1. Strassler HE, Weiner S. Seven- to ten-year clinical evaluation of etched porcelain veneers [abstract]. J Dent Res. 1995;74(Spec Iss): 176;1326.
2. Strassler HE, Weiner S. Long-term clinical evaluation of etched porcelain veneers [abstract]. J Dent Res. 1998;77(Spec Iss A):1017.
3. Friedman, MJ. A 15-year review of porcelain veneer failure—a clinician’s observations. Compend Contin Educ Dent. 1998;19(6): 625-638.
4. Nathanson D, Strassler HE. Clinical evaluation of etched porcelain veneers over a period of 18 and 42 months. J Esth Dent. 1989;1(1):21-28.
5. Barghi N, Overton JD. Preserving principals of successful porcelain veneers. Contemporary Esthetics. 2007;11(1): 48-51.
6. Alex G. Preparing porcelain surfaces for optimal bonding. Functional Esthetics and Restorative Dentistry. 2008;2(1):38-49.
7. Magne P, Cascione D. Influence of post-etching cleaning and connecting porcelain on the microtensile bond strength of composite resin to feldspathic porcelain. J Prosth Dent. 2006;96(5):354-361.
8. Blatz MB, Sadan A, Kern M. Resin-ceramic bonding: a review of the literature. J Prosth Dent. 2003;89(3):268-274.
9. Swift B, Walls AWG, McCabe JF. Porcelain veneers: the effects of contaminants and cleaning regimens on the bond strength of porcelain to composite. Brit Dent J. 1995; 179(6):203-208.
10. Aboush YE. Removing saliva contamination from porcelain veneers before bonding. Prosth Dent. 1998;80(6):649-653.
11. Soares CJ, Soares PV, Pereira JC, et al. Surface treatment protocols in the cementation process of ceramic and laboratory-processed composite restorations: a literature review. J Esthet Restor Dent. 2005;17(4): 224-235.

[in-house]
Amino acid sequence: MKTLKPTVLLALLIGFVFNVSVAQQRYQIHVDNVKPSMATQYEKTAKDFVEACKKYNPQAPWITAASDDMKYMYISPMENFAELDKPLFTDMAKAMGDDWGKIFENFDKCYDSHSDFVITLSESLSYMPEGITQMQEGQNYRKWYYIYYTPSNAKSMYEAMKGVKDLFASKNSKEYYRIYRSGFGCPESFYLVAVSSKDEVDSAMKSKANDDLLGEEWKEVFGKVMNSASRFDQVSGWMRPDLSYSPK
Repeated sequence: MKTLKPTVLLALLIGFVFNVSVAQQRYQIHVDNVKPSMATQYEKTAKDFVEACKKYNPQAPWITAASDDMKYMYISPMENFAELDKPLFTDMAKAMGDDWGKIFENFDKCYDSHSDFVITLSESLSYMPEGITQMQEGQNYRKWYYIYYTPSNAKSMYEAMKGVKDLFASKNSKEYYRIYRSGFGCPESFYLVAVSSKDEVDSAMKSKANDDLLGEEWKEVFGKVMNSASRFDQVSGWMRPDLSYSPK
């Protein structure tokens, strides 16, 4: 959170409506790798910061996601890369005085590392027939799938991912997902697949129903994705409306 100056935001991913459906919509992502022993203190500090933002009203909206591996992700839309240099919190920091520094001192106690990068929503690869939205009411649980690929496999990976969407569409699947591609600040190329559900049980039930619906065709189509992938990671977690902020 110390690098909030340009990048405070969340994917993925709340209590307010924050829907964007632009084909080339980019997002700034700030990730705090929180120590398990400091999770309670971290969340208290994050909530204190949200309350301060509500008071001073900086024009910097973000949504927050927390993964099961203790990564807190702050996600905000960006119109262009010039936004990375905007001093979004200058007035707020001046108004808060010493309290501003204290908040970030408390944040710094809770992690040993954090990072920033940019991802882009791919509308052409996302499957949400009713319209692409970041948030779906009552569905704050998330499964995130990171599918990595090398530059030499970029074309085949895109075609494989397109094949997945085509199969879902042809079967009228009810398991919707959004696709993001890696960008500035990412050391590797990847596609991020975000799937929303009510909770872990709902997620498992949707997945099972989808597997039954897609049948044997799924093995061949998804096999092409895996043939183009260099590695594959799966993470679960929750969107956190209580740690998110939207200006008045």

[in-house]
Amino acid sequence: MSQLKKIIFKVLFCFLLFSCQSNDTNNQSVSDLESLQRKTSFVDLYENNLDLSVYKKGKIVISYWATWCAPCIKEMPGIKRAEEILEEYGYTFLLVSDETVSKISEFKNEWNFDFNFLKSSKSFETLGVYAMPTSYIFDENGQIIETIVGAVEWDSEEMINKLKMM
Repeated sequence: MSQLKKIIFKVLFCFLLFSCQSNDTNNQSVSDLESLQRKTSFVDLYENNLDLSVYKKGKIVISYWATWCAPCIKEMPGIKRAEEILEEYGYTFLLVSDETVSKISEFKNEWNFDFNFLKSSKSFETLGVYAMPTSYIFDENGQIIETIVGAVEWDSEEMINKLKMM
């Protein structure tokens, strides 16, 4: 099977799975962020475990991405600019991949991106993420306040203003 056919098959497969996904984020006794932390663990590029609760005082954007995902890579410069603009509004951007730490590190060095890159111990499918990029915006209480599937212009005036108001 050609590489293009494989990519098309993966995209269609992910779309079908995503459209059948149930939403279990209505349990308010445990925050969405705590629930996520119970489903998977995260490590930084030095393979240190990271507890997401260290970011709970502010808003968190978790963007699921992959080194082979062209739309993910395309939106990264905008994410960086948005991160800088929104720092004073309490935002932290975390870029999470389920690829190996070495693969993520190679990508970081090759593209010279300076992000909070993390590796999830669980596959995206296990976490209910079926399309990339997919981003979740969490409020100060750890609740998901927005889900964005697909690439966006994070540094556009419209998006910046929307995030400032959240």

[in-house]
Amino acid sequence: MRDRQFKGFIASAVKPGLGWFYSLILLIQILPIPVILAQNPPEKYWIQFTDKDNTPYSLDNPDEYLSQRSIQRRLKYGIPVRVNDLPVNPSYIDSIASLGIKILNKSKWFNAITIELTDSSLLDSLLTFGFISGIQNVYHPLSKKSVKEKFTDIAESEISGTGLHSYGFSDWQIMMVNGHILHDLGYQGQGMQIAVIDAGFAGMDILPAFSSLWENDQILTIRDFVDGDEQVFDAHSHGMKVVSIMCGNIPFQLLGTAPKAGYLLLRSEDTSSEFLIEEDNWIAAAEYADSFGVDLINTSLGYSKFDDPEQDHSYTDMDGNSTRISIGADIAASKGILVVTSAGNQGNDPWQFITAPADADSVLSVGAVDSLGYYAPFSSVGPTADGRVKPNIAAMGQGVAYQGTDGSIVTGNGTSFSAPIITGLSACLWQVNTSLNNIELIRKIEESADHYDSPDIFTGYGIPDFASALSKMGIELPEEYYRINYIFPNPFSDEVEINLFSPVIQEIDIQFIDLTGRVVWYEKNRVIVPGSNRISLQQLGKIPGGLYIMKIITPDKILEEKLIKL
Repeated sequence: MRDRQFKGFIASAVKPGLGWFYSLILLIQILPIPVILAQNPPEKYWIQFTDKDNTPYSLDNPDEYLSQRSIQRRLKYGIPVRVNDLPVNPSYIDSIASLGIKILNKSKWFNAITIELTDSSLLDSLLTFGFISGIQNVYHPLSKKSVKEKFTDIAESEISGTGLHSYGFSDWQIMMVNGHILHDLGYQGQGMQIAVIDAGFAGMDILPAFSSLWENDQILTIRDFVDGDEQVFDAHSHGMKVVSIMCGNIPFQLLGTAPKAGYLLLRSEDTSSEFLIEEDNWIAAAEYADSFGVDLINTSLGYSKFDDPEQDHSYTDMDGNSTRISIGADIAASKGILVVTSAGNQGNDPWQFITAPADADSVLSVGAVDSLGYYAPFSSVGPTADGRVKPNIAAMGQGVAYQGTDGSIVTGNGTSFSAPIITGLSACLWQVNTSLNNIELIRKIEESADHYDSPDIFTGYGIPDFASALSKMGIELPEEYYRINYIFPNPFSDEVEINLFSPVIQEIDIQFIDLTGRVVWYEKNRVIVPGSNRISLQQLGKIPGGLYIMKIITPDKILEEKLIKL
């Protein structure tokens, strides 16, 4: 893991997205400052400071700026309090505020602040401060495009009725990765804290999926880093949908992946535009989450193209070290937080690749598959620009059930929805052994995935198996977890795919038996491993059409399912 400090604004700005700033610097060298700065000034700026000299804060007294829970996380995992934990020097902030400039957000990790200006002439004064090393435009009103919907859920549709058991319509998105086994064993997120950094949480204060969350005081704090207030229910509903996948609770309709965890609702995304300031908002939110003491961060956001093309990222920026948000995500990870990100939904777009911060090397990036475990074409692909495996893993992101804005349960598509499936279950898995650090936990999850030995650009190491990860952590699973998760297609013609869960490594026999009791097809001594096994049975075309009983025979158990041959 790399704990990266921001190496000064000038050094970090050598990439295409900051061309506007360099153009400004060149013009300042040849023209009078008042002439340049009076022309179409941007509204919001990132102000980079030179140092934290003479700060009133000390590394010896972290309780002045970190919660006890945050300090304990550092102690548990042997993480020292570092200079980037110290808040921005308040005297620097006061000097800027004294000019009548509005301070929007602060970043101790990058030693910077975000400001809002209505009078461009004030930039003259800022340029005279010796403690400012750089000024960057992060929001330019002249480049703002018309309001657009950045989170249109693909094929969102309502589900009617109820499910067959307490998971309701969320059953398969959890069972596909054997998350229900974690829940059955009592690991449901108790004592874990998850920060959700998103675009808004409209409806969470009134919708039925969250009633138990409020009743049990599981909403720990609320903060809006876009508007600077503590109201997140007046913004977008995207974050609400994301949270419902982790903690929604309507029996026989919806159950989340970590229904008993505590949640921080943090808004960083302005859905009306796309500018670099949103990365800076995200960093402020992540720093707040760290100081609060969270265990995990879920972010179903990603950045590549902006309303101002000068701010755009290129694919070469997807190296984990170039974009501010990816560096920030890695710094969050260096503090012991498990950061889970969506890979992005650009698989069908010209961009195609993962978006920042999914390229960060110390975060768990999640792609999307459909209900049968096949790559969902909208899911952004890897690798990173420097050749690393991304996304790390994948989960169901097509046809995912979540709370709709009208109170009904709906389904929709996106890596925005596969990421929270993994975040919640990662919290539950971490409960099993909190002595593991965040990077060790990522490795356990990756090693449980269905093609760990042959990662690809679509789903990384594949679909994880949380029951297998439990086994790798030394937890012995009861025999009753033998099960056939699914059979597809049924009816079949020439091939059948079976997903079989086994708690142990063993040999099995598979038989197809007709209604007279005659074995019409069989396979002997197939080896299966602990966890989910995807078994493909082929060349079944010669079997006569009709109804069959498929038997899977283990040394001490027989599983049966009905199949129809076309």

12. Suh BI. All-bond—fourth generation dentin bonding system. J Esth Dent. 1991;3(4): 139-147.
13. Barghi N, Fischer DE, Vatani L. Effects of porcelain leucite content, types of etchants, and etching time on porcelain-composite bond. J Esth Res Dent. 2006;18(1):474-53.
14. Rosen MR. From treating solution to filler surface and beyond—the life history of a silane coupling agent. J Coat Technol. 1978; 50(644): 70-82.
15. Anagnostopoulos T, Eliades G, Palaghias G. Composition, reactivity and surface interactions of three dental silane primers. Dent Mater. 1999;9(3):182-190.
16. Barghi N. To silanate or not to silanate: making a clinical decision. Compend Contin Educ Dent. 2000;21(8): 659-666.
17. Nguyen R, Barghi N. Duration of efficacy of a two-mix silane following activation [abstract]. J Dent Res. 2001;80(Spec Iss):529.
18. Daniels MW, Francis LF. Silane absorption behavior, microstructure, and properties of glycidoxypropyltrimethoxysilane-modified colloidal silica coatings. J Colloid Interface Sci. 1998;205:191-200.
19. Stangel I, Nathanson D, Hsu CS. Shear strength of the composite bond to etched porcelain. J Dent Res. 1987;66(9):1460-1465.
20. Blatz MD, Sadan A, Kern M. Resin-ceramic bonding: a review of the literature. J Prosthet Dent. 2003;89(3):268-274.
21. Canay S, Hersek N, Ertan A. Effect of different acid treatments on a porcelain surface. J Oral Rehabil. 2001;28(1):95-101.
About the Authors
Nasser Barghi, DDS, MA
Professor, Department of Restorative Dentistry
University of Texas Health Science Center—San Antonio
San Antonio, Texas
Elaheh Mohebzad, DDS
Advanced Orthodontic Resident, Department of Orthodontics
University of Texas HealthScience Center—San Antonio
San Antonio, Texas
Rene C. Aguirre
Research Assistant, Department of Restorative Dentistry
University of Texas HealthScience Center—San Antonio
San Antonio, Texas